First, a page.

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Maldives Denies Russian Claims That Secret Service Kidnapped a Politician's Son 100

Posted by timothy
from the 30-year-old-napping-is-totally-different dept.
Rei (128717) writes As was previously reported here, the Russian government has accused the U.S. Secret Service of kidnapping the son of ultranationalist LDPR MP Valery Seleznev in the Maldives. The son, Roman Seleznev, stands accused of running one of the world's largest carding operations, with others charged in the affair having already been convicted; however, Roman had until recently been considered out of reach in Russia. Now the Maldives has struck back against these claims, insisting that they arrested him on an Interpol Red Notice and transferred him to the US, as they are legally required as an Interpol member state to do. "No outsider came here to conduct an operation," president Abdulla Yameen stated. "No officials from another country can come here to arrest anyone. The government has the necessary documentation to prove it." Note: the Slashdot post linked didn't include the accusations of kidnapping, but the Krebs On Security link above mentions these claims.
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Maldives Denies Russian Claims That Secret Service Kidnapped a Politician's Son

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  • by Anonymous Coward on Thursday July 10, 2014 @11:35AM (#47424533)
    Let me guess. All of you who claimed the US overstepped it's bounds in the previous Slashdot article will now claim that the Maldives is lying to cover for the US. Rather than simply just admit your knee jerk reaction was wrong.
  • by Joe Gillian (3683399) on Thursday July 10, 2014 @11:45AM (#47424597)

    Actually, the only question I have is why the US didn't just say that Maldives law enforcement was responsible for the arrest in the first place. It could've been spun as good PR for both countries - "Cooperation Between US, Maldives Law Enforcement Leads to Arrest of Card Hacker" or somesuch. That would've quelled any questions about who was responsible for the arrest in the first place as well.

  • by jedidiah (1196) on Thursday July 10, 2014 @11:55AM (#47424683) Homepage

    Objection: relevance.

    These other things are not the topic of discussion. They are just red herrings to distract from the fact that the US appears to have acted in a civilized manner this time.

    Civilized behavior should not be swept under the rug because you have a hate-on for some particular country. Your nonsense undermines the positive reinforcement that encourages good behavior and discourages bad behavior.

    Doesn't matter if it's the US or Hezbollah.

  • by Anonymous Coward on Thursday July 10, 2014 @12:10PM (#47424765)

    Maybe because it wasn't the place of the US law enforcement organizations to discuss or even know what happened before the prisoner was handed over. I doubt they were completely unaware, but the earlier article mentions him being officially arrested at a court hearing in Guam, and makes no mention of the events leading up to that point.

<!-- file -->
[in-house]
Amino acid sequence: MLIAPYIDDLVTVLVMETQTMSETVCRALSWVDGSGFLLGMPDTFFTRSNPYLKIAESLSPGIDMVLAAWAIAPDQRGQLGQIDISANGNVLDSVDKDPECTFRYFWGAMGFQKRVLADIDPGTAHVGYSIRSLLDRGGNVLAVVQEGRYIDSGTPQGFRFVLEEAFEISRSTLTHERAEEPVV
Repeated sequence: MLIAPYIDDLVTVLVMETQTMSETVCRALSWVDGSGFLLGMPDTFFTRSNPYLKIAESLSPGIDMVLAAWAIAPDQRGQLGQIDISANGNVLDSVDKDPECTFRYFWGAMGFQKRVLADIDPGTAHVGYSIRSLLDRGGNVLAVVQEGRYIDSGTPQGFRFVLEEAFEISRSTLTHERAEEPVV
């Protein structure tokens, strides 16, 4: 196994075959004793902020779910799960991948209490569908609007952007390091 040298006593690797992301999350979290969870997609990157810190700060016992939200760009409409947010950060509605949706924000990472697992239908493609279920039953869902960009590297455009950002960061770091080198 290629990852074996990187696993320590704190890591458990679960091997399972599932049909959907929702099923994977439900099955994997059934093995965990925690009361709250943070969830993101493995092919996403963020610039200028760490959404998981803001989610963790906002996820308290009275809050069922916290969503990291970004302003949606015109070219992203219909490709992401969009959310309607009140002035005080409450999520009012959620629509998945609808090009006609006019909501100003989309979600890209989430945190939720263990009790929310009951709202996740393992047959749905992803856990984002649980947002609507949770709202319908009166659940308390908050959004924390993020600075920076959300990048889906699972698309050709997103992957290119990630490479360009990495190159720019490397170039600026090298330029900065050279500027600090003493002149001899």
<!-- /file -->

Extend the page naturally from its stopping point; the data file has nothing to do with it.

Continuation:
It is possible that the US law enforcement agencies did not want to say who captured him or how just on the off chance that the Maldives would've preferred to remain as close to anonymous as possible in the light of what will be mentioned in the actual trial.

  • by swb (14022) on Thursday July 10, 2014 @12:17PM (#47424809)

    Since it would seem to only lead to more focus on the mafia-like nature of the Russian government and the shadowy links between Russian government, intelligence and organized crime.

    I'm sure the US-haters and the Russian propagandists will begin their usual moral equivocation, NSA, CIA, banking, etc.

  • by Anonymous Coward on Thursday July 10, 2014 @12:41PM (#47424999)

    The first sentence of the press release reads thusly:
    On July 5, 2014 the U.S. Secret Service arrested Roman Valerevich Seleznev.

    This turns out to be a lie since it is now claimed that the Maldives arrested Seleznev and then turned him over to the Secret Service.

  • by linearz69 (3473163) on Thursday July 10, 2014 @12:44PM (#47425015)

    The Russians have been protecting a suspected criminal fraudster who happens to be the son of a government official. These suspicions aren't thin. Seleznev has even admitted to his crimes. If its state sponsored thuggery, then the state is Russia, not US. Roman Seleznev is just another cyber criminal who was dumb enough to step outside of Mother Russia long enough to get caught.

    If this had been Snowden, then I think the argument for political motivation is real. But Snowden, his existence in Russian exile, gives Russia some leverage to make claim of political arrest and state overreach. The US government has put itself in a position where it looks bad even when it is doing something good.

  • by Anonymous Coward on Thursday July 10, 2014 @12:47PM (#47425035)

    You have the sequence out of order. The US issued warrants for this guy back in 2012.

    If you're going to throw around ad hominem attacks coupled with suppositions, you should attack the the Russian leader for hating the Ukraine for its perceived turn towards the power that has warrants out for his son.

He's dead, Jim.

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